The Motor City Molehill
February 9, 2012 by Ben Crystal
The kerfuffle over Clint Eastwood’s starring role in the now-infamous Chrysler ad that aired during the Super Bowl might be a tad overheated. A Hollywood icon strolling down some dimly lit urban side street delivered what I expect was supposed to be a rousing motivational speech, but ended up:
- Incomprehensible: “It’s halftime… this isn’t a game.” (Which is it?)
- Grammatically challenged: “This country can’t be knocked out with one punch; we get right back up again. And when we do, the world’s gonna hear the roar of our engines.” (Flag on the play! Too many mixed metaphors on the field! That’s 15 yards and loss of simile!)
- Just plain silly: “The people of Detroit… almost lost everything.” (They gave it away willingly.)
After 120 seconds of Eastwood pronouncing mashed-potato platitudes in his trademark growl, the logos of the various divisions of the post-bailout Chrysler Corporation flashed briefly on the screen beneath Chrysler’s sophomoric slogan: “Imported from Detroit™.”
I can grasp the idea of some folks knotting their undies after sitting through a jumble of non sequiturs ostensibly scripted to make them want to buy one of the union-thug crafted, taxpayer-funded jalopies while watching what was otherwise a very competitive football game — no matter who collected the paycheck for the voice-over. Perhaps viewers might have been less incensed by the interruption if the steely-eyed Eastwood had shot it out with Lee van Cleef while racing across the Mojave in a Jeep Wrangler. Or maybe Eastwood could have screeched through the hairpins of Lombard Street in a brand new Challenger drop top, a young Sandra Locke pinned to the passenger seat, hot on the tail of some San Francisco bad guy. But he wandered like a senile pensioner through some steamy concrete jungle (which turned out to be New Orleans in the role of the Motor City) while lecturing us like a cranky old neighbor about the value of an automaker that has been bailed out more than a leaky rowboat. That’s lousy advertising.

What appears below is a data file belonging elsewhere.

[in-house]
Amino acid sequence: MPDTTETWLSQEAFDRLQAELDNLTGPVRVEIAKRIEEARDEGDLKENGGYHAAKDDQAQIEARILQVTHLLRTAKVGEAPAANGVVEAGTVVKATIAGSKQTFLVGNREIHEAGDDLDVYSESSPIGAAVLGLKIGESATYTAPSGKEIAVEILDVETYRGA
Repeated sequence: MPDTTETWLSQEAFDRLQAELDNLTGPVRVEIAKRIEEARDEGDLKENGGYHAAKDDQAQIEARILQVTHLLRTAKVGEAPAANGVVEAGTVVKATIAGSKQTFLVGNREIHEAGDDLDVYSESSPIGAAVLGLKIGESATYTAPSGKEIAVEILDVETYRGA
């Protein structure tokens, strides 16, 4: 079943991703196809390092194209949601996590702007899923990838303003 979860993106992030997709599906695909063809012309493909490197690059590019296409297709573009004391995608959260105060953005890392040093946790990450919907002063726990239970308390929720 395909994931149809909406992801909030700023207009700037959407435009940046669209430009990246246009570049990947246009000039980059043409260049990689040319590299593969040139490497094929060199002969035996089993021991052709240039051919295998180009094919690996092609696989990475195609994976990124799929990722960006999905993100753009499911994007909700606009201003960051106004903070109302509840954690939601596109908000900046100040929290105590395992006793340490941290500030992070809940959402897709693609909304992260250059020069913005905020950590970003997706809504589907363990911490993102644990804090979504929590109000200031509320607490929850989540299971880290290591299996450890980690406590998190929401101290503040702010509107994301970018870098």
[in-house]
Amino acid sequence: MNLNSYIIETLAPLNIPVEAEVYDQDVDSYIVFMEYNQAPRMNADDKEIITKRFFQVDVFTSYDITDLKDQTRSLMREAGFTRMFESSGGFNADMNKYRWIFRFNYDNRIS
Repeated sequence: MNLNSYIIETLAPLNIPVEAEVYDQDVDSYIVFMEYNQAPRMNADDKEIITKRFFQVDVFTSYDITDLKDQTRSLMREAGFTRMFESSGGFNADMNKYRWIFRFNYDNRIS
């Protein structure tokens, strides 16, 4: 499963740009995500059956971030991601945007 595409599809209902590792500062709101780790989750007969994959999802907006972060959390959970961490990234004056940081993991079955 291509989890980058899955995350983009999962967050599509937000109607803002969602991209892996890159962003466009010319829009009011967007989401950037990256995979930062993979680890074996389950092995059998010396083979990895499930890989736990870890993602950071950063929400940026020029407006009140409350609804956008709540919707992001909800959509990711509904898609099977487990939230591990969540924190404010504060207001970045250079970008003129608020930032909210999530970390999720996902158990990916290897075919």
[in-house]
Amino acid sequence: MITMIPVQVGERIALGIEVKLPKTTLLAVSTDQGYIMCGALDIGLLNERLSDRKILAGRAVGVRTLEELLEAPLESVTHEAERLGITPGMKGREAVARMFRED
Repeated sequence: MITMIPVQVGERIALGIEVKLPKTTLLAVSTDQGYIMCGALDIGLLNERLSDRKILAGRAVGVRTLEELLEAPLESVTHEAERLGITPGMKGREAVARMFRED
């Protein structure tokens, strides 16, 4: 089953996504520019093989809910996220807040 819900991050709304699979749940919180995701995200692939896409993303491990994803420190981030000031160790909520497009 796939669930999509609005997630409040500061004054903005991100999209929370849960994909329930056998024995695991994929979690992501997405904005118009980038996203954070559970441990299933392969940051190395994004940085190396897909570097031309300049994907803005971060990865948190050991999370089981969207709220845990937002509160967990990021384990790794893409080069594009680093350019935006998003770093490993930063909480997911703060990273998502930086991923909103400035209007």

It is not, however, controversial. Beyond the waste of taxpayer dollars with which Chrysler (and General Motors Co.) will forever be deservedly linked, there’s nothing about the so-called “Halftime in America” spot that is innately controversial. Some Hollywood millionaire snared an easy paycheck (which he gave to charity) reciting a two-minute script that reads like it was assembled from a century’s worth of throwaways from forgotten locker-room speeches, and we all have to hear how Karl Rove told The Washington Post that he was offended? How does ol’ neocon Rove feel about the fact that millions of Americans have given up looking for work in the Barack Obama economy? White House flacks David Axelrod and Dan Pfeiffer both tweeted their support for the ad. Where is Axelrod on the revelations that Obama and the Democrats took hundreds of thousands of dollars in donations from the family of a Mexican drug lord who is a fugitive from justice? Where does Pfeiffer stand on Obama’s Constitution-abrogating decision to force Church-affiliated organizations to pay for everything except partial-birth abortions for their employees?
There are moments in which I suspect our leaders — whether elected or self-appointed — are willingly cooperating in an effort to distract us from the issues at hand. The fact that elitists both Democrat and Republican were ready to rev their rhetorical engines the moment the “Halftime in America” spot hit the airwaves makes me think I’m closer to the truth than I’d probably like to be. Let’s keep our eyes on the prize, people. Don’t be distracted by the hood ornaments or the 6.4 liter V-8.
By the way, the coolest car Eastwood ever drove onscreen was the 1972 Gran Torino from the 2008 film of the same name. The Gran Torino was built by un-bailed-out Ford and “imported” from Lorain, Ohio. Chrysler, Obama, Axelrod, Rove and Pfeiffer all wish they drove that nice a ride. If we keep allowing them to divert our attention from the issues that matter, so will we.